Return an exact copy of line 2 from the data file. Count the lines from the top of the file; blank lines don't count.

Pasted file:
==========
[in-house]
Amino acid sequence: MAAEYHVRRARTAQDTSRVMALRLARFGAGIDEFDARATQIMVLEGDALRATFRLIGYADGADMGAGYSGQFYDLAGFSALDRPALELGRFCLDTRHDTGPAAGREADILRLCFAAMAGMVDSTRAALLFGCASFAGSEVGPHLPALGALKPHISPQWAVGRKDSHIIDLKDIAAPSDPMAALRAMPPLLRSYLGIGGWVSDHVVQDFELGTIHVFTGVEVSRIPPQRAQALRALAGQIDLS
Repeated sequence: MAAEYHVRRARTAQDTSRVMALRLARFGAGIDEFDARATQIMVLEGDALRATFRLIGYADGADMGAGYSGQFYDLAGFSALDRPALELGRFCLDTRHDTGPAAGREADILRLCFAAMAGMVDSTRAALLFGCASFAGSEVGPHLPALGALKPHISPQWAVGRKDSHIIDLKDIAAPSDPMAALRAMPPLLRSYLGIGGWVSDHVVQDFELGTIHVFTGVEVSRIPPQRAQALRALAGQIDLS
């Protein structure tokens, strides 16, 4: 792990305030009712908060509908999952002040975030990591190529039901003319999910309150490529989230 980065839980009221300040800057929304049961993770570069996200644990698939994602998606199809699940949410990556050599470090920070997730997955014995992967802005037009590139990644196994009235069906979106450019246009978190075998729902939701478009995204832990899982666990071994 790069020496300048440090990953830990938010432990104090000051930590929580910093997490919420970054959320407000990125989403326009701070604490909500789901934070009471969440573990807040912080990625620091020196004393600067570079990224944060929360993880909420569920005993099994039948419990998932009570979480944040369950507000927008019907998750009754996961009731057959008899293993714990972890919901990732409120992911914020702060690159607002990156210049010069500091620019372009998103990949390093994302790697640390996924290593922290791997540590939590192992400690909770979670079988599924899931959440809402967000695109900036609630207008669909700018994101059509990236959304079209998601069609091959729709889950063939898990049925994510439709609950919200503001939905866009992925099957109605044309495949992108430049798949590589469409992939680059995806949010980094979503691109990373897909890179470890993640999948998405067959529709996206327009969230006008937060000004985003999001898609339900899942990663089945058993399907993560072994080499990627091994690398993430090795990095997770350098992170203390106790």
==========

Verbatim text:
Amino acid sequence: MAAEYHVRRARTAQDTSRVMALRLARFGAGIDEFDARATQIMVLEGDALRATFRLIGYADGADMGAGYSGQFYDLAGFSALDRPALELGRFCLDTRHDTGPAAGREADILRLCFAAMAGMVDSTRAALLFGCASFAGSEVGPHLPALGALKPHISPQWAVGRKDSHIIDLKDIAAPSDPMAALRAMPPLLRSYLGIGGWVSDHVVQDFELGTIHVFTGVEVSRIPPQRAQALRALAGQIDLS